Day 6 - Cuban Missile Crisis
October 21, 1962. Soviet freighters turn and head back to Europe. The Bucharest, carrying only petroleum products, is allowed through the quarantine line. U.N. Secretary General U Thant calls for a cooling off period, which is rejected by Kennedy because it would leave the missiles in place.
Pictured, the day book of Evelyn Lincoln, the president’s personal secretary, shows JFK’s frenetic schedule of meetings, phone calls and conversations.
Day 5 - Cuban Missile Crisis
October 20, 1962
President Kennedy, in Chicago campaigning for congressional candidates, decides to return to the White House as the crisis reaches a new urgency. After five hours of discussion with top advisors, a quarantine is decided upon.
To avoid public suspicion the president consults his physician and together they fabricate the diagnosis of a cold, allowing JFK to return to Washington without arousing panic.
Plans for deploying naval units are drawn and work begins on a speech to notify the American people.
Day 3 - Cuban Missile Crisis
President Kennedy meets with Soviet Ambassador Andrei Gromyko in the Oval Office. The President does not reveal that he is now aware of the missile build-up. Internally, the President and his advisers weigh two options: blockade or invasion. October 18, 1962
The Cuban Missile Crisis - Day 1
The thirteen days marking the most dangerous period of the Cuban missile crisis begin. President Kennedy and principal foreign policy and national defense officials are briefed on the U-2 findings. Discussions begin on how to respond to the challenge. Two principal courses are offered: an air strike and invasion, or a naval quarantine with the threat of further military action. To avoid arousing public concern, the president maintained his official schedule, meeting periodically with advisors to discuss the status of events in Cuba and possible strategies.
-from the JFK Library
The Berlin Airlift Ends
The Berlin Airlift was one of the most important events of the Cold War. On September 30, 1949 the last plane of the Berlin Airlift unloaded supplies in the city. Over the 15 months of the Airlift, 278,228 relief flights were made. 2,326,404 tons of cargo were delivered.
In 1948, Berlin was the divided capital of a divided country. That June, the Soviet Union established a blockade around Berlin. By sealing off the roads linking Berlin to western Germany, the Soviets hoped they could force the Americans, British, and French to leave their sectors of the city.
Berlin’s two and a half million inhabitants faced the prospect of privation and even starvation as their food and other supplies ran out. President Truman’s choice was a stark one: either abandon the city to the Soviets or risk a military confrontation that could lead to World War III.
It seemed like an impossible task to keep the entire city functioning but the United States, Britain, and France worked together to airlift all necessary supplies into the city. Food, coal, and industrial supplies were flown into the city on a round-the-clock basis. Soldiers even parachuted chocolate bars into the city for Berlin children.
May 19, 1967. President Johnson sends a letter to Chairman Kosygin of the Soviet Union in an attempt to ease Cold War rising tensions. LBj later recalled:
“The spring of 1967 was an ominous season. I seemed to wake up almost every morning with a new crisis staring me in the face. Tensions were rising in the Middle East as a result of increased Syrian harassment of Israel. Castro’s illegal supply line of men and arms into Venezuela had been exposed to the world. The North Vietnamese were sending larger forces into South Vietnam.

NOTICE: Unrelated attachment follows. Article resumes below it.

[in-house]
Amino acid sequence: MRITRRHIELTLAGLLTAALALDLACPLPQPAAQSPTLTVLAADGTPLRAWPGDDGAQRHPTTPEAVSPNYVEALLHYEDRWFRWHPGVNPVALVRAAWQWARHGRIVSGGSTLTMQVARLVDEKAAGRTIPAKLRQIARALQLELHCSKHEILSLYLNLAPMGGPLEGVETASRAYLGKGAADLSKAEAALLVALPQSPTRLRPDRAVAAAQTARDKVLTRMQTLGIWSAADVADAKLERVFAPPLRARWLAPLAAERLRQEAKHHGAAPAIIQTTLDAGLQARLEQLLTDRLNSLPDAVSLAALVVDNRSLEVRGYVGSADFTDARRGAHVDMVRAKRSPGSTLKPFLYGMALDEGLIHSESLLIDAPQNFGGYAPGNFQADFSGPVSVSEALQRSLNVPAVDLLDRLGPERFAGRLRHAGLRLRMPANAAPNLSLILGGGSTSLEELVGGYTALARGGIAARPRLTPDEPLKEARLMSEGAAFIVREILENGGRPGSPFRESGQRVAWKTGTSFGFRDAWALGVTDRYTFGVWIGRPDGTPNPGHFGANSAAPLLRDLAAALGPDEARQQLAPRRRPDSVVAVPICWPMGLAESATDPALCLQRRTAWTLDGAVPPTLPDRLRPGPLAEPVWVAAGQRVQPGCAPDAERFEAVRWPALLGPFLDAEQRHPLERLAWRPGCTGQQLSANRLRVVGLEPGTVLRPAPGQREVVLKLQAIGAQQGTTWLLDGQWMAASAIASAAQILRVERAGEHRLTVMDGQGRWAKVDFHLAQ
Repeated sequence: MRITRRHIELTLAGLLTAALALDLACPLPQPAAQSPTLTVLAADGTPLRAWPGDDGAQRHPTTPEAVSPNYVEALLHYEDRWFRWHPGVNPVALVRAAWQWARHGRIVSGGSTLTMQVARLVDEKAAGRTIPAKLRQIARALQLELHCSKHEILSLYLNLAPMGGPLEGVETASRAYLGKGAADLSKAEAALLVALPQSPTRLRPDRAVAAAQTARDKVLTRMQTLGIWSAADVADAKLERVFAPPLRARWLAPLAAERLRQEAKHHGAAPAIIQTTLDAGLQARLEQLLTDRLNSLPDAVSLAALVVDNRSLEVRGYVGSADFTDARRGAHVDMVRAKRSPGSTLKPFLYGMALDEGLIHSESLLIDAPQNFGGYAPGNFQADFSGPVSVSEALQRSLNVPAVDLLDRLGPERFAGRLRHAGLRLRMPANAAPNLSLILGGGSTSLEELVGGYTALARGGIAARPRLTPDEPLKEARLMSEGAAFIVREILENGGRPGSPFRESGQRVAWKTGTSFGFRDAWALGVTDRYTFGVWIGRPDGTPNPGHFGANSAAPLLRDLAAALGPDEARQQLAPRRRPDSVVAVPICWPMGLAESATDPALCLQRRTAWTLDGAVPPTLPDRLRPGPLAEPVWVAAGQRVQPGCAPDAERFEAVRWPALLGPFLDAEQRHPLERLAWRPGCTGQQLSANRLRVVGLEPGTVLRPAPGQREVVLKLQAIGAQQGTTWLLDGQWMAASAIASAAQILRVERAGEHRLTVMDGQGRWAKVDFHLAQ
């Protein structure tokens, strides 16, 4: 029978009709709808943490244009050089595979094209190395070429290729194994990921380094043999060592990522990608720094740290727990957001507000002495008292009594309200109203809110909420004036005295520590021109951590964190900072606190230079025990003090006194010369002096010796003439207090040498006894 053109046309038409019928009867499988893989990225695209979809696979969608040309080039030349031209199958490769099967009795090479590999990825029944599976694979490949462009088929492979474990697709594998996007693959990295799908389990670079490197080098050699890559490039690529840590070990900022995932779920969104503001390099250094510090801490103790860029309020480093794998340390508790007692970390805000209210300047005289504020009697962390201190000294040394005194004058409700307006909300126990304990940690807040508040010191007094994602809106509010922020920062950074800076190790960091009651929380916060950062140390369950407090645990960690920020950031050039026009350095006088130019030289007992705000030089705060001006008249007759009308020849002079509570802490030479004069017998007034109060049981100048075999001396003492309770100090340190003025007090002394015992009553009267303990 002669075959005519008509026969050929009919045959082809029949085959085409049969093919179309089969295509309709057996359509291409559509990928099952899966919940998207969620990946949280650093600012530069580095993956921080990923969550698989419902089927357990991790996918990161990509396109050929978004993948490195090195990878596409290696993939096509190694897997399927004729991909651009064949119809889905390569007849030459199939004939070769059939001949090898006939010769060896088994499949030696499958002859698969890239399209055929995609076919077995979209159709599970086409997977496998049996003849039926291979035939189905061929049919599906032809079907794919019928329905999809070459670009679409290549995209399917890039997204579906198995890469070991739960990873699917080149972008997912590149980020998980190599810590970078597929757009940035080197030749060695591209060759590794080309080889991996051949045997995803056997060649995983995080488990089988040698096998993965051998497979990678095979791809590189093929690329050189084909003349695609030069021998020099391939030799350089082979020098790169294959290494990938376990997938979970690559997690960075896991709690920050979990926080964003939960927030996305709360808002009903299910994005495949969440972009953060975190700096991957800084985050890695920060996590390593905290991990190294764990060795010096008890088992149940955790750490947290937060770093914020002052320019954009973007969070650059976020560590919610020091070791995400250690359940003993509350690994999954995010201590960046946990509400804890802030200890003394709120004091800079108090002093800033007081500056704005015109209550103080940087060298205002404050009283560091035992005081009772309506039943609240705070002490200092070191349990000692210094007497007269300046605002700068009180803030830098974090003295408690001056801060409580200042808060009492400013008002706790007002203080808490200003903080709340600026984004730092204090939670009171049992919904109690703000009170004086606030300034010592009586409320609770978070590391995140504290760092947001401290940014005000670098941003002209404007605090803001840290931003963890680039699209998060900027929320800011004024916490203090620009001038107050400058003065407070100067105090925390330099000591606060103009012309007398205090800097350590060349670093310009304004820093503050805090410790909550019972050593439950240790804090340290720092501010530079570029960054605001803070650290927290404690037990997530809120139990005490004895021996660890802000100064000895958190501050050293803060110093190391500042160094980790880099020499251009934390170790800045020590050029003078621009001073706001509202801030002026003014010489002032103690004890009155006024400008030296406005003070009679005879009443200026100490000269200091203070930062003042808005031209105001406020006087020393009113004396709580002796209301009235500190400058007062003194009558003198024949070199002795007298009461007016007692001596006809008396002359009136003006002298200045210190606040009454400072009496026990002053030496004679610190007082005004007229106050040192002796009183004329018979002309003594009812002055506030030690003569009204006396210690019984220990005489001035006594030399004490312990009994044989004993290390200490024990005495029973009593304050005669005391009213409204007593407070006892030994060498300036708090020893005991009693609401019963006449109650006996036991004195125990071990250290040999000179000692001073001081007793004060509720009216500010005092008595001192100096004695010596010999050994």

I underlined these ‘situations’ in a letter to Kosygin on May 19, 1967. Each problem was dangerous in itself, I wrote, but taken together they ‘could seriously impair the interests of our two countries and the attempts which have been made on both sides to improve our relations.’ I urged that we act, together or separately, ‘to bring these situations under control.’”
Read the whole letter here. LBJ quote from Lyndon Baines Johnson, The Vantage Point: Perspectives on the Presidency 1963-1969. New York: Holt, Rinehart and Winston, 1971. P. 480. LBJ Presidential Library photo A2981-12 [8/11/66], public domain. Draft letter, LBJ to Kosygin, #30c, “Kosygin,” Files of Walt W. Rostow, NSF, Box 10, LBJ Presidential Library.
July 28, 1967. Rostow sends this memo to President Johnson regarding growing violence in China related to the Cultural Revolution. In a memo that Rostow received from Alfred Jenkins on July 21st, Jenkins reported:
“The pace of social disintegration in China at present is even greater than it was in January and February. Evidence from many sources gives a picture of turbulence and confusion, in varying degree, but in each of the 26 provinces of China!”
—memo, Jenkins to Rostow, 7/21/67, #49, “CHICOM - Cultural Revolution, July - December 1967,” Files of Alfred Jenkins, National Security File, Box 2, LBJ Presidential Library.
—scanned document memo, Rostow to LBJ, 7/28/67, #47, “CHICOM - Cultural Revolution, July - December 1967, Files of Alfred Jenkins, National Security File, Box 2, LBJ Presidential Library.
Churchill, Truman, and Stalin at Potsdam - Today in 1945.
Photo: British Prime Minister Winston Churchill (left), President Harry S. Truman (center), and Soviet leader Josef Stalin (right) at Cecilienhof Palace during the Potsdam Conference in Germany. Mr. Churchill has just given a dinner for Mr. Truman and Mr. Stalin. July 23, 1945.